Characteristics of Africanis
|Country of origin||South Africa|
|The size||medium, large|
|Age||14–16 years old|
|FCI breed group||Not recognized|
- Semi-wild native dogs;
- Possibly the world’s first domesticated dog;
- Rare breed.
Africanis appeared on the territory of modern Egypt 7 thousand years ago. Together with the caravans of nomads and merchants, they gradually spread throughout the continent. About two thousand years ago, these animals reached their modern habitat – southern Africa.
Today, the selection of dogs, like hundreds of years ago, is carried out under minimal human control. South Africa has special programs to protect these animals and preserve their populations in their natural habitats.
Strictly speaking, the Africanis is not a breed, but a breed group. Its representatives do not have common external features and can look very different from each other. For example, dogs that live in the desert are small and drier, while animals from mountainous areas are larger and have long, thick hair. In total, four such varieties of dogs are officially registered.
Despite the semi-wild lifestyle, the love for man unites all Africanis. They are very smart and resourceful. In addition, these are strong and physically strong dogs, with no identified genetic abnormalities. The secret of their health is in natural selection. The breed has developed haphazardly for a long time, and its only breeder was nature and the harsh conditions of survival.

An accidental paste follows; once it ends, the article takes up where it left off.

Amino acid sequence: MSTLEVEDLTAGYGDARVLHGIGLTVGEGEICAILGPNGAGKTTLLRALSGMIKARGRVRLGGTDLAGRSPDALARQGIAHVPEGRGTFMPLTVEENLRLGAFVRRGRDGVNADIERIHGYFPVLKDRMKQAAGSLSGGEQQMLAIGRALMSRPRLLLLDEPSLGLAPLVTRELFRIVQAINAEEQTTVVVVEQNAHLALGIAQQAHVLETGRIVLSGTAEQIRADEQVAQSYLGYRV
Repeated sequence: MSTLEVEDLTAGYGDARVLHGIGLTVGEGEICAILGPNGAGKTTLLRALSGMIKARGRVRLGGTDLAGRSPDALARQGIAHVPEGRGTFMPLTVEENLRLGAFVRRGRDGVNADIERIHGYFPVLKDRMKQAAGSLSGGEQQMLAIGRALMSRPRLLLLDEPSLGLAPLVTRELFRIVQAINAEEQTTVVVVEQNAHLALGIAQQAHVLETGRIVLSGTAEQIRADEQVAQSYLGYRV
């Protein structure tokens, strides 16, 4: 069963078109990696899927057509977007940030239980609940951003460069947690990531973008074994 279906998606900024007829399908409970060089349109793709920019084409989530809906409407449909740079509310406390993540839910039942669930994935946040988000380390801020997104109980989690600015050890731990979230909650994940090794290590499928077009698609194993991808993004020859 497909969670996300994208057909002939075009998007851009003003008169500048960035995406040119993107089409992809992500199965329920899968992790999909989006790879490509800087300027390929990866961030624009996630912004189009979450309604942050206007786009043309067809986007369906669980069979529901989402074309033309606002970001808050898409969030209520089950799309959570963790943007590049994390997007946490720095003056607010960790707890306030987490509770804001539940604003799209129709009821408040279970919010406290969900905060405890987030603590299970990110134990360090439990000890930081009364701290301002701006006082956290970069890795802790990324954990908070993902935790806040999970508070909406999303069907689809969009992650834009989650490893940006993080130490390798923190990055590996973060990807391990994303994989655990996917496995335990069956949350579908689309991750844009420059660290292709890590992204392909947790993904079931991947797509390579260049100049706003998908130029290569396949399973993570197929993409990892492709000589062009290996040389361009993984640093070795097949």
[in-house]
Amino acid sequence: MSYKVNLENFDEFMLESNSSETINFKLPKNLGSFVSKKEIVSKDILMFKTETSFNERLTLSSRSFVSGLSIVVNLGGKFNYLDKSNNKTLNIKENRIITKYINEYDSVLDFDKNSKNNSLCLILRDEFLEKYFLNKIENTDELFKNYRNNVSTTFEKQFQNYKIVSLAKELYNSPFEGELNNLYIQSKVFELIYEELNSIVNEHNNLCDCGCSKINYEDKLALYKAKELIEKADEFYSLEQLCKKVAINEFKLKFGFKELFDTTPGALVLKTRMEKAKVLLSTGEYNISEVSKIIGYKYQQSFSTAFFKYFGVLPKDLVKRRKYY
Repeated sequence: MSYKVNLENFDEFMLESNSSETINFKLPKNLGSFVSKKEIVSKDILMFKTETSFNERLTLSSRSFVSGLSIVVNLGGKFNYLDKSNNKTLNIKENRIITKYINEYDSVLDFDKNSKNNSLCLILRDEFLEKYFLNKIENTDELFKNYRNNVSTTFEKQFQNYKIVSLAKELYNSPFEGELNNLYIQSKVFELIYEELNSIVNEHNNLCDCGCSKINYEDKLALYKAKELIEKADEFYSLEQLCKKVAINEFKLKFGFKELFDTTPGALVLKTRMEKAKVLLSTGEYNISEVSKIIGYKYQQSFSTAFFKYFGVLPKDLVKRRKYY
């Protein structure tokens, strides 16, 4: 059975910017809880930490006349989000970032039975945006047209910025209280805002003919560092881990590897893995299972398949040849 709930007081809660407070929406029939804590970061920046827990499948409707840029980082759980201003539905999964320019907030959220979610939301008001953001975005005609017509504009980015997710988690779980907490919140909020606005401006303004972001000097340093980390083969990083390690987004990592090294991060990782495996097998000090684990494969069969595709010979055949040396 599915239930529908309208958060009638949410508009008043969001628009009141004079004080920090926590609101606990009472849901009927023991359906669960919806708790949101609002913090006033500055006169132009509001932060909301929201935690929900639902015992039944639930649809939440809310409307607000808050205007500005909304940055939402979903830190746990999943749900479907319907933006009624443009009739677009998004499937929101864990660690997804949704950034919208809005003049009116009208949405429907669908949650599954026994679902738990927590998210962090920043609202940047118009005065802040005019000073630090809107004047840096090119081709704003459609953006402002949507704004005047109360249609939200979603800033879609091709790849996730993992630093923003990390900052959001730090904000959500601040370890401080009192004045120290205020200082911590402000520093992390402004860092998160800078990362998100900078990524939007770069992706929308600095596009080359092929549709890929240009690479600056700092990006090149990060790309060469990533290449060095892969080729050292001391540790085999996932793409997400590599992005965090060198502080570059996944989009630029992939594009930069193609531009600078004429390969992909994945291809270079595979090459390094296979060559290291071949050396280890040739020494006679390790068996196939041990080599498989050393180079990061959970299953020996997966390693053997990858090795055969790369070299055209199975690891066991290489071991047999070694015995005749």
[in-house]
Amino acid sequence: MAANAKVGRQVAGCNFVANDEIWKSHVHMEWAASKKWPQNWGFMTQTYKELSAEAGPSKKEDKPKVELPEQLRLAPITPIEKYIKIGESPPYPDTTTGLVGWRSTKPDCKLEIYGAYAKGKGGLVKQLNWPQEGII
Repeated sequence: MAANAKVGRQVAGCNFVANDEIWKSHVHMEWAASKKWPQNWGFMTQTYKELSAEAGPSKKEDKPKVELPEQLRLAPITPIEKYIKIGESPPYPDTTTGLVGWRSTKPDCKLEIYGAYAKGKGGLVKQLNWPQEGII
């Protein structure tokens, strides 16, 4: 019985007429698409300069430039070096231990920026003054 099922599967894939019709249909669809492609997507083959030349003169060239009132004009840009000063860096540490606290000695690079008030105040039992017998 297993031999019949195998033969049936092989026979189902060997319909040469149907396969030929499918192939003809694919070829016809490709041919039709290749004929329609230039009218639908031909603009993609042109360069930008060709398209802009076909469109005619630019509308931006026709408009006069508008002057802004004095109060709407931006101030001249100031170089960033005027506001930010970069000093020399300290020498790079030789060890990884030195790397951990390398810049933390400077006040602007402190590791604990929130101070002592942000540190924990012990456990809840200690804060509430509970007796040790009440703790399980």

Africanis subtly feels his master and is incredibly devoted to him. This is especially evident during training. Training Africanis is not difficult, but care and patience are required. The dog reacts only to positive reinforcement, and more often even just to affection. You can’t raise your voice at her, scold and scold only as a last resort. These are sensitive and vulnerable pets.
Africanis treats children with respect, provided that the child does not offend the dog. Much in their relationship depends on the upbringing of both.
Like many native dogs, the Africanis easily gets along with relatives. The main thing is that the neighbor is non-confrontational and does not show aggression.
Grooming for this breed largely depends on the dog’s coat type. In general, the owner does not require any special procedures. Pets with thick long hair should be brushed more often than their relatives with short hair.
In addition to combing, it is also necessary to examine and clean the pet’s eyes and ears , his teeth . Oral hygiene is not only about timely brushing your teeth, but also about giving your pet hard chewy treats . They gently clean the teeth from plaque.
Conditions of detention
Africanis, accustomed to freedom, feels more comfortable in a private house outside the city. However, a dog can get along in a city apartment, as long as there is a loving owner nearby, who should provide the pet with enough walks and entertainment. Agility and other sports can be practiced with representatives of the breed.